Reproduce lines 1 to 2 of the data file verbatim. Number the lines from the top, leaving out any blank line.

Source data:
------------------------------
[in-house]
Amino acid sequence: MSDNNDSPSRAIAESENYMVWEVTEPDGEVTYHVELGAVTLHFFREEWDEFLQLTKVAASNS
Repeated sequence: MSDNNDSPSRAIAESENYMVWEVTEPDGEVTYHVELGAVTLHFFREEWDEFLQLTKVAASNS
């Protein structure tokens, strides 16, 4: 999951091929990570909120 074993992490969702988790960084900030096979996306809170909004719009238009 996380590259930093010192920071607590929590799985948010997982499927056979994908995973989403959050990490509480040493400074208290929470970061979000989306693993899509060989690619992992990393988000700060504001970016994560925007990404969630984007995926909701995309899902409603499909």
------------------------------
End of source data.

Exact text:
[in-house]
Amino acid sequence: MSDNNDSPSRAIAESENYMVWEVTEPDGEVTYHVELGAVTLHFFREEWDEFLQLTKVAASNS